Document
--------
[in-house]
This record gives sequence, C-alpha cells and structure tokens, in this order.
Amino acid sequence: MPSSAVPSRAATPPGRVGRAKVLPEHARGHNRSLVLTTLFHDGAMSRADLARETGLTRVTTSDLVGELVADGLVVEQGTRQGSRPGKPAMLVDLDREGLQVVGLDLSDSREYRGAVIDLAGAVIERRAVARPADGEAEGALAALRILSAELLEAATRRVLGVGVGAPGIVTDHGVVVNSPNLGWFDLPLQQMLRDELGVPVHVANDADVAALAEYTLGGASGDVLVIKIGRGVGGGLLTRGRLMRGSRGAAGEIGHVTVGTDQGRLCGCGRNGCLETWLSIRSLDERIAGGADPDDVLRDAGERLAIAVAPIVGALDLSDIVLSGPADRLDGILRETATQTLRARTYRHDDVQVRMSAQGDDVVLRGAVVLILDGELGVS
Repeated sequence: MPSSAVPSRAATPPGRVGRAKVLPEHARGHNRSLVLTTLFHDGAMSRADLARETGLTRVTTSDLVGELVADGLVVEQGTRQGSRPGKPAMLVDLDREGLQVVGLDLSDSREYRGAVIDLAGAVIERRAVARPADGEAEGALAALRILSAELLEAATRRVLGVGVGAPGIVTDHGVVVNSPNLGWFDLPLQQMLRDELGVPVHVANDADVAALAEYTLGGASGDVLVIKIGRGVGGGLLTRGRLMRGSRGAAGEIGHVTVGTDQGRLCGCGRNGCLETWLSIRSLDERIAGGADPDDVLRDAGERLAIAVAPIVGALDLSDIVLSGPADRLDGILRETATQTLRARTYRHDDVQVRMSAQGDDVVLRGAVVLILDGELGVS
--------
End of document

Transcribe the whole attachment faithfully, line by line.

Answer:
[in-house]
This record gives sequence, C-alpha cells and structure tokens, in this order.
Amino acid sequence: MPSSAVPSRAATPPGRVGRAKVLPEHARGHNRSLVLTTLFHDGAMSRADLARETGLTRVTTSDLVGELVADGLVVEQGTRQGSRPGKPAMLVDLDREGLQVVGLDLSDSREYRGAVIDLAGAVIERRAVARPADGEAEGALAALRILSAELLEAATRRVLGVGVGAPGIVTDHGVVVNSPNLGWFDLPLQQMLRDELGVPVHVANDADVAALAEYTLGGASGDVLVIKIGRGVGGGLLTRGRLMRGSRGAAGEIGHVTVGTDQGRLCGCGRNGCLETWLSIRSLDERIAGGADPDDVLRDAGERLAIAVAPIVGALDLSDIVLSGPADRLDGILRETATQTLRARTYRHDDVQVRMSAQGDDVVLRGAVVLILDGELGVS
Repeated sequence: MPSSAVPSRAATPPGRVGRAKVLPEHARGHNRSLVLTTLFHDGAMSRADLARETGLTRVTTSDLVGELVADGLVVEQGTRQGSRPGKPAMLVDLDREGLQVVGLDLSDSREYRGAVIDLAGAVIERRAVARPADGEAEGALAALRILSAELLEAATRRVLGVGVGAPGIVTDHGVVVNSPNLGWFDLPLQQMLRDELGVPVHVANDADVAALAEYTLGGASGDVLVIKIGRGVGGGLLTRGRLMRGSRGAAGEIGHVTVGTDQGRLCGCGRNGCLETWLSIRSLDERIAGGADPDDVLRDAGERLAIAVAPIVGALDLSDIVLSGPADRLDGILRETATQTLRARTYRHDDVQVRMSAQGDDVVLRGAVVLILDGELGVS